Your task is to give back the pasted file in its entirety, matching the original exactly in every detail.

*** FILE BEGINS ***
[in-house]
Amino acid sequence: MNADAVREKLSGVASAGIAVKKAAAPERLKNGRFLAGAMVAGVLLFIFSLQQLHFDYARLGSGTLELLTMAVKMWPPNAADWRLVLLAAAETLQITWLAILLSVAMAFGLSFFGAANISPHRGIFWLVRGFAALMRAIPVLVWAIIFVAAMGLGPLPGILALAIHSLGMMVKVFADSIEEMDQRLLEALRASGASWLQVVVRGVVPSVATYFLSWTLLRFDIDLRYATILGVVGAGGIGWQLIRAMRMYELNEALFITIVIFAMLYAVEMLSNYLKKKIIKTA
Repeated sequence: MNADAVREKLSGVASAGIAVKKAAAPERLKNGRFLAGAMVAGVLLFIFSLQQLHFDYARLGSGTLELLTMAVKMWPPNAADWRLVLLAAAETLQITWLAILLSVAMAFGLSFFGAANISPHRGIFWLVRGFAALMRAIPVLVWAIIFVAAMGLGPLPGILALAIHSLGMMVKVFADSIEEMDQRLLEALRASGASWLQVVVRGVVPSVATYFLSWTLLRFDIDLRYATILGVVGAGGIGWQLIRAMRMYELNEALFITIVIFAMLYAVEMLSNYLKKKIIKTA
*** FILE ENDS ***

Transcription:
[in-house]
Amino acid sequence: MNADAVREKLSGVASAGIAVKKAAAPERLKNGRFLAGAMVAGVLLFIFSLQQLHFDYARLGSGTLELLTMAVKMWPPNAADWRLVLLAAAETLQITWLAILLSVAMAFGLSFFGAANISPHRGIFWLVRGFAALMRAIPVLVWAIIFVAAMGLGPLPGILALAIHSLGMMVKVFADSIEEMDQRLLEALRASGASWLQVVVRGVVPSVATYFLSWTLLRFDIDLRYATILGVVGAGGIGWQLIRAMRMYELNEALFITIVIFAMLYAVEMLSNYLKKKIIKTA
Repeated sequence: MNADAVREKLSGVASAGIAVKKAAAPERLKNGRFLAGAMVAGVLLFIFSLQQLHFDYARLGSGTLELLTMAVKMWPPNAADWRLVLLAAAETLQITWLAILLSVAMAFGLSFFGAANISPHRGIFWLVRGFAALMRAIPVLVWAIIFVAAMGLGPLPGILALAIHSLGMMVKVFADSIEEMDQRLLEALRASGASWLQVVVRGVVPSVATYFLSWTLLRFDIDLRYATILGVVGAGGIGWQLIRAMRMYELNEALFITIVIFAMLYAVEMLSNYLKKKIIKTA